There I was, stranded at the side of the road at Golokwati. Mind you, this is a long way from Bridge, or Ridge, for that matter. The bonnet of the old Toyota Land Cruiser I was sitting in only 30 minutes earlier, bringing me home from the Volta Region, was open with frowning mechanics peering in. My clothes were dirty from all the pushing, and my arms and legs were begging me to quit this futile exercise. The car had obviously called it a day.
I slumped next to the luggage, gasping. As I sat, hoping for an Accra-bound trotro to come by, my mind took me to the times I’ve smiled to myself anytime I’d seen frustrated commuters in similar predicaments in Accra.
It starts like this. You get to the bus stop before the early morning rush. Spoiled for choice, you decide to take the nicer trotro. Why settle for the bucket of bolts when you can travel in relative comfort?
Soon, the jerking begins. The driver explains that it’s nothing. The engine’s just a little cold from last night’s rain. Okay. By this time, the mate has already collected his coins. As the jolting gets more violent and the murmuring in the car gets a little bit louder, one lady angrily tells the mate that she’s had enough and wants to get down. Not happening. Sensing a mass walk-out, it looks like the unruly scoundrel will hold out till the engine falls to pieces before surrendering a pesewa.
Five minutes later, it doesn’t get any better, but then, it’s not getting any worse, so everyone is just offering silent prayers, consciously or unconsciously, that we can at least get to a convenient place to make a quick retreat for a more reliable car. Then, without warning, the inevitable happens. Just as soon as the traffic light turns green. Wild horses couldn’t make the car move an inch. The simultaneous honking from behind starts more forcefully than Beethoven’s 5th Symphony. The onlookers’ stares are annoying. The driver is shouting words of assurance he himself doesn’t believe as he yanks his door open. Then the bonnet. The mate steels his face, ready to fight to the bitter end before yielding any of his hard-earned coins to any of us, the ever ungrateful passengers.
As you sit fuming in the car, you cast your gaze to your right, and here comes the trotro you didn’t offer a second glance, rattling along, past you, and into the gentle stream of cars ahead, billows of smoke pouring out from the exhaust pipe. Away. Hurts like a kick in the family jewels.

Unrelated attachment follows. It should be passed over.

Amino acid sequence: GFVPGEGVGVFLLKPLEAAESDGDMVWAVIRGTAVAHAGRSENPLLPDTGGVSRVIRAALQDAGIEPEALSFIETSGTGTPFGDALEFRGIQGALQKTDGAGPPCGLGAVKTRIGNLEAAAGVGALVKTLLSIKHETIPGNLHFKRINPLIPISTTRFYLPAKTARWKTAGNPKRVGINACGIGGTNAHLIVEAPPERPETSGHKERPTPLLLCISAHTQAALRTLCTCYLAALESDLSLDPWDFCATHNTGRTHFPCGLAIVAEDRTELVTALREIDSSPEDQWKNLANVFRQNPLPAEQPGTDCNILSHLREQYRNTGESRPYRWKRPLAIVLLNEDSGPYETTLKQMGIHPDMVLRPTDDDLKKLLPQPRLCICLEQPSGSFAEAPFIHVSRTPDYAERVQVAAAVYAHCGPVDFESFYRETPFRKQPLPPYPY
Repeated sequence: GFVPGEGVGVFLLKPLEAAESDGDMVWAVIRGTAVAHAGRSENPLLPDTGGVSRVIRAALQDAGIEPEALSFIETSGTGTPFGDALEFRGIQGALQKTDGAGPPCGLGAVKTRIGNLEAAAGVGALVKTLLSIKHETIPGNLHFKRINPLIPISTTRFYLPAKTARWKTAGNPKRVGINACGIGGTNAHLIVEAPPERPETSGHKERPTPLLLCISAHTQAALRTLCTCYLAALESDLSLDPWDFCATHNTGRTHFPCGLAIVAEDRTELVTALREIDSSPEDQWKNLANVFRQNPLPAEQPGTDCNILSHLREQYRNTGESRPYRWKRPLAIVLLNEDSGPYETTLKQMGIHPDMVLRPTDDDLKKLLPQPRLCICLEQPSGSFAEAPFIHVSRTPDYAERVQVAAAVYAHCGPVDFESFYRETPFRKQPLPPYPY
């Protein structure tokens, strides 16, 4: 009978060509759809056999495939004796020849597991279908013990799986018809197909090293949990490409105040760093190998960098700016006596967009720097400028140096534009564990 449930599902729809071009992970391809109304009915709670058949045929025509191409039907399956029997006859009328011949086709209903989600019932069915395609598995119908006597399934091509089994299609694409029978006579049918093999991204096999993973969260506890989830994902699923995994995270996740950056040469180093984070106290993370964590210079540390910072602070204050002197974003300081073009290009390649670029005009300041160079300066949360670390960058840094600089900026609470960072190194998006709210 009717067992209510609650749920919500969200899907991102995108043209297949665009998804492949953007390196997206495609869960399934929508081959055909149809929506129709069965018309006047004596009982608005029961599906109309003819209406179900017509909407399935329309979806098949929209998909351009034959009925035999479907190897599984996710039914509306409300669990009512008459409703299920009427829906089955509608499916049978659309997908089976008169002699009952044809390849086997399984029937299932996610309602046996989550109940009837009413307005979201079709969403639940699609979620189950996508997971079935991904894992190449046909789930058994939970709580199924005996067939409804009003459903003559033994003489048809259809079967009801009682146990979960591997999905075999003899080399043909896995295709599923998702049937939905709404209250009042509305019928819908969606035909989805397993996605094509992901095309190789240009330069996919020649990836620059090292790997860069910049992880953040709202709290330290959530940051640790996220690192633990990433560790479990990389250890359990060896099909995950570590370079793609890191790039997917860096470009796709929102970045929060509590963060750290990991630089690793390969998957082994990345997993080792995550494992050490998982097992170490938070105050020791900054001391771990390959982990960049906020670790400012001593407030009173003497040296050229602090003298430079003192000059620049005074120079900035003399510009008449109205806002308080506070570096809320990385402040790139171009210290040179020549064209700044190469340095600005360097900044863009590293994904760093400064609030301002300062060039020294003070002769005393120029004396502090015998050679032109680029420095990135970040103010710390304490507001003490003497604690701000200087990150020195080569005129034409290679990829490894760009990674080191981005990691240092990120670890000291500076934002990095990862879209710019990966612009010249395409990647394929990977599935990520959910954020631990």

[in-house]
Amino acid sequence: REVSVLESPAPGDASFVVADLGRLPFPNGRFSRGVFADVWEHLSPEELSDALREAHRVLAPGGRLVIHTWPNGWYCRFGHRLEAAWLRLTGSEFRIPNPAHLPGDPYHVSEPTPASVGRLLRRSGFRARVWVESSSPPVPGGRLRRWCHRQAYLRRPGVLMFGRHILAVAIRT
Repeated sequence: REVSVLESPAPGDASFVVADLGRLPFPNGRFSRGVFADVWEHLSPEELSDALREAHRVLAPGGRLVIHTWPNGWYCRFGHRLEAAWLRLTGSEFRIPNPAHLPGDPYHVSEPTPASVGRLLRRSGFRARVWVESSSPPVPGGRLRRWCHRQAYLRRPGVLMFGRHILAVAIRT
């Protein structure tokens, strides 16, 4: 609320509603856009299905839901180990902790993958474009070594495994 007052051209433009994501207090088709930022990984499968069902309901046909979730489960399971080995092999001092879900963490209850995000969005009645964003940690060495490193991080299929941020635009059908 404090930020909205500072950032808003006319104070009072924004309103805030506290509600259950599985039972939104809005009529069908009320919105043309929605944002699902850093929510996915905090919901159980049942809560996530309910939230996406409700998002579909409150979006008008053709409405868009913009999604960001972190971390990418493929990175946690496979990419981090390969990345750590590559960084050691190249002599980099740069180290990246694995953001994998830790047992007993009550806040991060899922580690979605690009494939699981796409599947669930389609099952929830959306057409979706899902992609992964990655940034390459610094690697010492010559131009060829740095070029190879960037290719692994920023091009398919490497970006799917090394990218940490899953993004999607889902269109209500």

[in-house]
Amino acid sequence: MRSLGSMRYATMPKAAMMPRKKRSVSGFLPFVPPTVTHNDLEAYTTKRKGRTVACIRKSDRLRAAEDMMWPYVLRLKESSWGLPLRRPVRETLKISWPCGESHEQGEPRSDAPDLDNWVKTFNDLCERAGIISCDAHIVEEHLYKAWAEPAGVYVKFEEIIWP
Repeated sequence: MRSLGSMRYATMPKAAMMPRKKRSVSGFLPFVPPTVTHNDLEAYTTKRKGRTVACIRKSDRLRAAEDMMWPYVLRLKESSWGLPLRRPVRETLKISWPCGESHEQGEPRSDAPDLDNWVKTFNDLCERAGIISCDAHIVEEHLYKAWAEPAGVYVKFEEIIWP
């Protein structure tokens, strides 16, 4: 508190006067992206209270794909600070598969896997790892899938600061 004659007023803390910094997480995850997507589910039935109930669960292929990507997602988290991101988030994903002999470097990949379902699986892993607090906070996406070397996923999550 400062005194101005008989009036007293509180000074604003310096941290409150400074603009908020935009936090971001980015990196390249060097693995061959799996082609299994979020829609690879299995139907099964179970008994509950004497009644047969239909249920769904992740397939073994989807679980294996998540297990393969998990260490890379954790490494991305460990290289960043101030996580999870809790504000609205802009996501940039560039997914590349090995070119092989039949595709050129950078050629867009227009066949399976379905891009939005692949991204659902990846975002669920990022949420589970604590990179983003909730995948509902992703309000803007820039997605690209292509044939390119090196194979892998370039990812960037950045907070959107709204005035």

There are all sorts of scenarios that could come into play here. I saw one group of commuters all getting down at the Tetteh Quarshie Interchange, their Benz 207 parked at the side of the road in slow-moving traffic. Vapour (or was it smoke?) was coming from under the bonnet, while they all stood around looking rather irritated. That, in my opinion, is the worst possible location for a breakdown. There you are, in full view of all the travellers from Adenta, Madina, East Legon and even the Spintex Road. Embarrassing. At least, in a situation like this the mate gives you a hand-out. Downside is, you have to endure the short walk of shame together to the next bus stop.
But the one that carries the cake, is when the trotro has hope of starting again. The mate gets down and disappears behind the car. No passenger steps out, because we’re all too busy grumbling. Suddenly, we feel gentle nudges from the back. The mate is finally able to work up enough momentum till the car begins to move. A strong jolt and we’re running again. How some of these skinny boys are able to push these cars alone until they start baffles me completely. Sometimes, he gets some help from a yoghurt seller or two.
I’ve always wanted to know, though: why don’t the passengers at least get down to lighten the load for the poor guy? I guess it’s his just reward for putting the honourable passengers through the humiliation of breaking down in full glare of passing workmates and potential spouses. No self-respecting passenger has got down, as far as I know, to help to push. Let the mate earn his pay.
So, have you ever been left for dead on the roadside in Accra?
As we left Golokwati behind us with the Land Cruiser at a local mechanic’s for the night, I just prayed against the day that I would meet a similar fate somewhere on my way to work. On that day, I will not push. I’ll just count my losses and walk away, lamenting my judging based on outward appearances and neglecting to jump out the moment I heard the first knocking sound from the engine. After all, anything can happen on any given trip between Bridge and Ridge.